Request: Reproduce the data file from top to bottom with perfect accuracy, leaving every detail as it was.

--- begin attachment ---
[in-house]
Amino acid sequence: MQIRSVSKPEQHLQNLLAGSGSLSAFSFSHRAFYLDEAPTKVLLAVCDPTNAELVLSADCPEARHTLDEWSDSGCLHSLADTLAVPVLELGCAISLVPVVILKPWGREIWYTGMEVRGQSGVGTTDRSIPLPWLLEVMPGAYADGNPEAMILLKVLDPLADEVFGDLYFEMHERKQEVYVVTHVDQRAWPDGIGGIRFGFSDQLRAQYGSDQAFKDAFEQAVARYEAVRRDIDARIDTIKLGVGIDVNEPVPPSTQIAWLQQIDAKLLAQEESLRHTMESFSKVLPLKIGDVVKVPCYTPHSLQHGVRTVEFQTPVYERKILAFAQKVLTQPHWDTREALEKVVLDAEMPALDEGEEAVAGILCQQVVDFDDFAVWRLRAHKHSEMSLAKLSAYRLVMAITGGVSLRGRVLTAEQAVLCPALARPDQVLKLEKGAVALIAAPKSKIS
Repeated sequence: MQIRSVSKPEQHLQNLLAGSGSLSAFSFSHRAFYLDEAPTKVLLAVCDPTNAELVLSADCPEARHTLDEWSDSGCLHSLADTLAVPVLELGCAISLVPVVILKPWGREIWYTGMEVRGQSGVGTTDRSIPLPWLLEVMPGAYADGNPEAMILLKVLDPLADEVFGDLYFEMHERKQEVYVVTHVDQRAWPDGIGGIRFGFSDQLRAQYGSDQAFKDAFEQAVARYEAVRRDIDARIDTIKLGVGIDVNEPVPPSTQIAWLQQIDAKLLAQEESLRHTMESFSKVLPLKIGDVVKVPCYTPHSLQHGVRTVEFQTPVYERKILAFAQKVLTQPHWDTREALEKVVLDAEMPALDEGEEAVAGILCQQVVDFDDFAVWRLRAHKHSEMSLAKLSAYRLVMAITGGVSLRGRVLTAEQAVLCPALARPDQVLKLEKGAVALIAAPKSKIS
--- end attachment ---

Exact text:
[in-house]
Amino acid sequence: MQIRSVSKPEQHLQNLLAGSGSLSAFSFSHRAFYLDEAPTKVLLAVCDPTNAELVLSADCPEARHTLDEWSDSGCLHSLADTLAVPVLELGCAISLVPVVILKPWGREIWYTGMEVRGQSGVGTTDRSIPLPWLLEVMPGAYADGNPEAMILLKVLDPLADEVFGDLYFEMHERKQEVYVVTHVDQRAWPDGIGGIRFGFSDQLRAQYGSDQAFKDAFEQAVARYEAVRRDIDARIDTIKLGVGIDVNEPVPPSTQIAWLQQIDAKLLAQEESLRHTMESFSKVLPLKIGDVVKVPCYTPHSLQHGVRTVEFQTPVYERKILAFAQKVLTQPHWDTREALEKVVLDAEMPALDEGEEAVAGILCQQVVDFDDFAVWRLRAHKHSEMSLAKLSAYRLVMAITGGVSLRGRVLTAEQAVLCPALARPDQVLKLEKGAVALIAAPKSKIS
Repeated sequence: MQIRSVSKPEQHLQNLLAGSGSLSAFSFSHRAFYLDEAPTKVLLAVCDPTNAELVLSADCPEARHTLDEWSDSGCLHSLADTLAVPVLELGCAISLVPVVILKPWGREIWYTGMEVRGQSGVGTTDRSIPLPWLLEVMPGAYADGNPEAMILLKVLDPLADEVFGDLYFEMHERKQEVYVVTHVDQRAWPDGIGGIRFGFSDQLRAQYGSDQAFKDAFEQAVARYEAVRRDIDARIDTIKLGVGIDVNEPVPPSTQIAWLQQIDAKLLAQEESLRHTMESFSKVLPLKIGDVVKVPCYTPHSLQHGVRTVEFQTPVYERKILAFAQKVLTQPHWDTREALEKVVLDAEMPALDEGEEAVAGILCQQVVDFDDFAVWRLRAHKHSEMSLAKLSAYRLVMAITGGVSLRGRVLTAEQAVLCPALARPDQVLKLEKGAVALIAAPKSKIS